A look back at 2017 shows promise for the church and its leaders and followers.
Diocese of Wilmington leaders kicked off the year by reinforcing the message of encouragement for those led to a life of vocations.
“We don’t create the call; God gives it to them,” said Father Norman Carroll, director of the Office of Priestly and Religious Vocations. The new societal expectation of varied careers throughout life has one exception, vocations; people are still called to marriage, called to religious life and called to priesthood, said Father Carroll, who is also pastor of St. Elizabeth’s Church in Wilmington.
Also in January, more than 300 people from 25 faith communities gathered at St. Catherine of Siena Church in Wilmington to pray for justice, non-violence and human dignity. The ecumenical prayer service, organized by Father John M. Hynes, pastor of St. Catherine’s, was appropriately
scheduled for the day after the nation celebrated the memory of Dr. Martin Luther King Jr. and the night before the beginning of the Week of Prayer for Christian Unity.
Members of the diocese made the annual March for Life to Washington. “I want my kids to realize that there is hope,” said Vallie Otwell, who attended with her daughter, Miranda, a senior in high school.
Lawmakers in Maryland weighed legislation that would legalize physician-assisted suicide. Opposition to this measure, including Maryland Against Physician Assisted Suicide, a broad-based, non-partisan coalition, said legalizing physician-assisted suicide endangers vulnerable populations, such as the elderly and people with intellectual and developmental disabilities, opening the door for abuse and coercion.
A goal of $4,523,000 was set for the 2017 Annual Catholic Appeal, which helps more than 35 diocesan offices and ministries assist more than 100,000 people each year develop their spirituality, seek emotional and mental peace and meet their physical needs. “Their eyes were opened and they recognized him” was the theme for the 2017 appeal.
The logo was unveiled for the Diocese of Wilmington sesquicentennial. “Rejoicing the Lord since 1868” runs from March 3, 2018 to March 3, 2019. Plans for celebration include Masses and prayer services, pilgrimages, a keepsake publication, a traveling exhibit and a Eucharistic Congress.
The year opens with a Mass at the Cathedral of St. Peter in Wilmington on March 3. In April, a diocesan pilgrimage to Annecy, France and Rome will take place.
Blessed Pope Pius IX established the diocese March 3, 1868.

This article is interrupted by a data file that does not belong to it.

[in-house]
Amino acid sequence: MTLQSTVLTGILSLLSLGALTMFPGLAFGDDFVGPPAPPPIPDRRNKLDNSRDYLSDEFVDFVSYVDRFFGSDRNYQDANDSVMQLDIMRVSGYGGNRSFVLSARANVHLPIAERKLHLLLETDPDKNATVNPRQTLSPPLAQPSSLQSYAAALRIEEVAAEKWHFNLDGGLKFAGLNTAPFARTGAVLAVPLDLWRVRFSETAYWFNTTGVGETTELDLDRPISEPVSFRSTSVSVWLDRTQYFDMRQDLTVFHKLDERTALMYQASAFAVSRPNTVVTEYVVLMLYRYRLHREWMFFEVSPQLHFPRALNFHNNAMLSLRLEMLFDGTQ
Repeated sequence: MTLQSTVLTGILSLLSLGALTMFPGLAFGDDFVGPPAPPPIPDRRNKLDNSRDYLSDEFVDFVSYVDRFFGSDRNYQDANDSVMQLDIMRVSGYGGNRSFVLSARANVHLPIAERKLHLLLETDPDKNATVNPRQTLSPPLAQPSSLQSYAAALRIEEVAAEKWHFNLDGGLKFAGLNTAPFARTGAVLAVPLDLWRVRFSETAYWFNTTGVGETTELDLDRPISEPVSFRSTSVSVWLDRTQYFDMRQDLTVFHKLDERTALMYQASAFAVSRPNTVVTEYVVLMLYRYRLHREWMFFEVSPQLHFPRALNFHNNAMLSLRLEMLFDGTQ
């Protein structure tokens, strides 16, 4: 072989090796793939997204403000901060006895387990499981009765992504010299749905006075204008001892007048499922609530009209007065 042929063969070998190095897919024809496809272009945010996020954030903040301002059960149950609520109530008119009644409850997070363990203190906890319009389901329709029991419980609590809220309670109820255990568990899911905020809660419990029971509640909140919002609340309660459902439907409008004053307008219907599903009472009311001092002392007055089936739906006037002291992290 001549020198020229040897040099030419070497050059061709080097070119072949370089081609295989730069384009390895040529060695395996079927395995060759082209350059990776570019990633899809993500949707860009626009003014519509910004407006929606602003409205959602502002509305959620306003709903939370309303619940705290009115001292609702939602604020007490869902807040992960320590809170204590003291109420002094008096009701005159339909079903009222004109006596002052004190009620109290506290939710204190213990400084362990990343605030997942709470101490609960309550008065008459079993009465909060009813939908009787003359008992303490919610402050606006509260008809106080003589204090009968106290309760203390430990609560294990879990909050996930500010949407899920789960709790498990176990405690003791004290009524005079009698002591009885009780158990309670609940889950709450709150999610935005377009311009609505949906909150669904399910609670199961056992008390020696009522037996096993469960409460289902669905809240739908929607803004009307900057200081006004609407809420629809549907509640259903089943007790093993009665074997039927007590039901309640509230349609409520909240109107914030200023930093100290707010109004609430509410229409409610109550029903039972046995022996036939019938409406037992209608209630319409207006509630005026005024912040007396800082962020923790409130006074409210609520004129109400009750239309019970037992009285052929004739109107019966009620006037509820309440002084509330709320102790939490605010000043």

Bishop Malooly began his Easter message with “Do Not be Afraid,” the words of the angel at the tomb of the risen Jesus to Mary Magdalene and the other Mary as recorded in St. Matthew’s gospel. “As they were told to ‘Go tell his disciples,’ so are we called to proclaim as well,” the bishop said. “The Good News must be shared with the world through our words and our actions.”
Michael Connelly became new coordinator of Office for Safe Environments for the diocese. The former Delaware State Police captain, who served most of his career in the detective division in New Castle County, retired in 1998 as commander of Troop 2, then in New Castle, now in Glasgow.
Father Rich Jasper, 42, was ordained a priest for the Diocese of Wilmington by Bishop Malooly on May 20 at the Cathedral of St. Peter. A native of Delaware County (Pa.), he is the son of Kathryn (Whitworth) and Rick Jasper. He is assigned to St. Ann Church, Wilmington.
Bishop Malooly wrote a letter to priests decrying legislation in Dover that would: codify in state law legalized abortion; amend the state’s death penalty statute in order to restore capital punishment, and legalize physician-assisted suicide.
Parish appointments in the diocese represent the “linkage model” of administration as discussed in Bishop Malooly’s pastoral vision for the diocese, “Together in the Spirit.”
Sister Catherine Godfrey assumed the leadership of the Benedictine Sisters of Ridgely, Md., as part of the congregation’s biggest transition in recent memory.
A complete renovation of the 18-acre Marydale Retirement Village, managed by the Diocese of Wilmington’s Catholic Charities through Catholic Ministry to the Elderly Inc., cost more than $8 million. The 108-apartment complex had been under renovation for more than a year.
High school graduation season minted new classes of alums at St. Elizabeth, St. Mark’s, St. Thomas More Academy, Padua Academy, Ss. Peter and Paul, Archmere Academy, Ursuline Academy and Salesianum School.
Catholic Youth Ministry welcomed a record 129 golfers to Deerfield Country Club for its annual golf outing. The event helps make programming more affordable for young people from around the diocese.